For Immediate Release: May 14, 2012
Contact: Alan Barber (202) 293-5380 x115

Washington, D.C. - JP Morgan Chase’s $2 billion trading stumble has many calling for added scrutiny of the banking sector. Private equity remains one class of these investments few know much about. Shedding some light on this consequential aspect of finance, Eileen Appelbaum of the Center for Economic and Policy Research (CEPR) will be a keynote speaker in Boston at this year’s SuperReturn U.S. conference for leading private equity experts.

Eileen will speak along with Heather Slavkin Corzo in the panel “The Billion Dollar Question: What is the impact of private equity on workers and companies?” To answer that, Appelbaum in part looks at the requirements typically placed on presidents of portfolio companies during these investments.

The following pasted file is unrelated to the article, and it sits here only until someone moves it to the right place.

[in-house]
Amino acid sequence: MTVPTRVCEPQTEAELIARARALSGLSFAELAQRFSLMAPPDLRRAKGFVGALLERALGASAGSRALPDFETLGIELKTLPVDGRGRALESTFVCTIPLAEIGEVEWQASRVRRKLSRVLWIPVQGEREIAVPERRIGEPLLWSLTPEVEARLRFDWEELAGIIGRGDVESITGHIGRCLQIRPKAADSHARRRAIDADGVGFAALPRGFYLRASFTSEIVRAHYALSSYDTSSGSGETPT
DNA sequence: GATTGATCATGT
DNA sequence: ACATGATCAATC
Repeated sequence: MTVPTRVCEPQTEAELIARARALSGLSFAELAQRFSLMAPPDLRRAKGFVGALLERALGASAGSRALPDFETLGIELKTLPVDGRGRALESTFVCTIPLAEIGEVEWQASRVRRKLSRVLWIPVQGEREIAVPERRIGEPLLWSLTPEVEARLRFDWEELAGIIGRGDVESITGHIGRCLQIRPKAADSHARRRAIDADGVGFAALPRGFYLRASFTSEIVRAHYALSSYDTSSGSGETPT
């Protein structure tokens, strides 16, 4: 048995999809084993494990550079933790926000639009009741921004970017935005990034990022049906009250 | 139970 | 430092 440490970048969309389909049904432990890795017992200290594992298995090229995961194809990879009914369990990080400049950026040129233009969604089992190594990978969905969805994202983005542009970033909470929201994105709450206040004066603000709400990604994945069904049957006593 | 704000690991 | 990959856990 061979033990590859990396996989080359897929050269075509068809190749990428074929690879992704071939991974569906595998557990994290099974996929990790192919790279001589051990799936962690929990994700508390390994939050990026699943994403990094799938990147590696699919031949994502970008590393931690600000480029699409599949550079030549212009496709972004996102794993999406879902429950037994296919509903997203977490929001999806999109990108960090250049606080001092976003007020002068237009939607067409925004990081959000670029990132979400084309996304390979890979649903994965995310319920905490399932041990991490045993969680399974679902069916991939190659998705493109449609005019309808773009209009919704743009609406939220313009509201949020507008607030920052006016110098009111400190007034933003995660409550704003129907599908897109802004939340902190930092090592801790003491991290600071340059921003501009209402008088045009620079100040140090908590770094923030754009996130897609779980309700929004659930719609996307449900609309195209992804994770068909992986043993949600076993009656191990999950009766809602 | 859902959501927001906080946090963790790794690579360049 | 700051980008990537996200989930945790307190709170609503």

“Top executives in private equity buyouts often face perverse incentives,” said Appelbaum. “Essentially, they are handed a debt structure and they put up some of their own wealth with the promise of excellent returns, but only if they meet shareholder targets in a very short period of time. If not, they end up fired, sometimes in only 100 days, as is the case with nearly 40 percent of CEOs in these situations.”

Under this lens, Appelbaum looks at the source of private equity gains, private equity and jobs, and the risk of bankruptcy facing firms involved in private equity buyouts.

Eileen Appelbaum, a senior economist at CEPR, has emerged as a respected thought leader on private equity. A co-author of “A Primer on Public Equity,” Appelbaum has been quoted on private equity in a number of major media outlets.

To reach Eileen for comment, email Alan Barber (barber ‘at’ cepr.net).